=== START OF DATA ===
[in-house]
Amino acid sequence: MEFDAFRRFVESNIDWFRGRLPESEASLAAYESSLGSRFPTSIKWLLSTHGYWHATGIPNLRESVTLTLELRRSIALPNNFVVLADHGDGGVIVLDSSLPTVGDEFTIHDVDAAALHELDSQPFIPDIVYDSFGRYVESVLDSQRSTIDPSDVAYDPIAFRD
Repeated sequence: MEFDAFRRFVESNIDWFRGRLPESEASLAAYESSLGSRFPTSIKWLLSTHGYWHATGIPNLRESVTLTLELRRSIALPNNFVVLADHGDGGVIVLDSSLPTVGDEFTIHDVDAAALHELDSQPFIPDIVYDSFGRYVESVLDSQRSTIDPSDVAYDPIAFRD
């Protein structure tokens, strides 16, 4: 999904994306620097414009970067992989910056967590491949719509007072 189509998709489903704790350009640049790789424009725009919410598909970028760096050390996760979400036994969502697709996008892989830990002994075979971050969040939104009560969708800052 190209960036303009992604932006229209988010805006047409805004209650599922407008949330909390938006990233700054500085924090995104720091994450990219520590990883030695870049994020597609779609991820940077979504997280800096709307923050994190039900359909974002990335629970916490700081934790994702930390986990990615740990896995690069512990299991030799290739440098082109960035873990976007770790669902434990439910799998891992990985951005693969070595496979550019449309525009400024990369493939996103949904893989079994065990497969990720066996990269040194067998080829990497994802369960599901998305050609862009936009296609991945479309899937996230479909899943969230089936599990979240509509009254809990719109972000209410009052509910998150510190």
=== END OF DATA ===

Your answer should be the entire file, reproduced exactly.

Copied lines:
[in-house]
Amino acid sequence: MEFDAFRRFVESNIDWFRGRLPESEASLAAYESSLGSRFPTSIKWLLSTHGYWHATGIPNLRESVTLTLELRRSIALPNNFVVLADHGDGGVIVLDSSLPTVGDEFTIHDVDAAALHELDSQPFIPDIVYDSFGRYVESVLDSQRSTIDPSDVAYDPIAFRD
Repeated sequence: MEFDAFRRFVESNIDWFRGRLPESEASLAAYESSLGSRFPTSIKWLLSTHGYWHATGIPNLRESVTLTLELRRSIALPNNFVVLADHGDGGVIVLDSSLPTVGDEFTIHDVDAAALHELDSQPFIPDIVYDSFGRYVESVLDSQRSTIDPSDVAYDPIAFRD
């Protein structure tokens, strides 16, 4: 999904994306620097414009970067992989910056967590491949719509007072 189509998709489903704790350009640049790789424009725009919410598909970028760096050390996760979400036994969502697709996008892989830990002994075979971050969040939104009560969708800052 190209960036303009992604932006229209988010805006047409805004209650599922407008949330909390938006990233700054500085924090995104720091994450990219520590990883030695870049994020597609779609991820940077979504997280800096709307923050994190039900359909974002990335629970916490700081934790994702930390986990990615740990896995690069512990299991030799290739440098082109960035873990976007770790669902434990439910799998891992990985951005693969070595496979550019449309525009400024990369493939996103949904893989079994065990497969990720066996990269040194067998080829990497994802369960599901998305050609862009936009296609991945479309899937996230479909899943969230089936599990979240509509009254809990719109972000209410009052509910998150510190």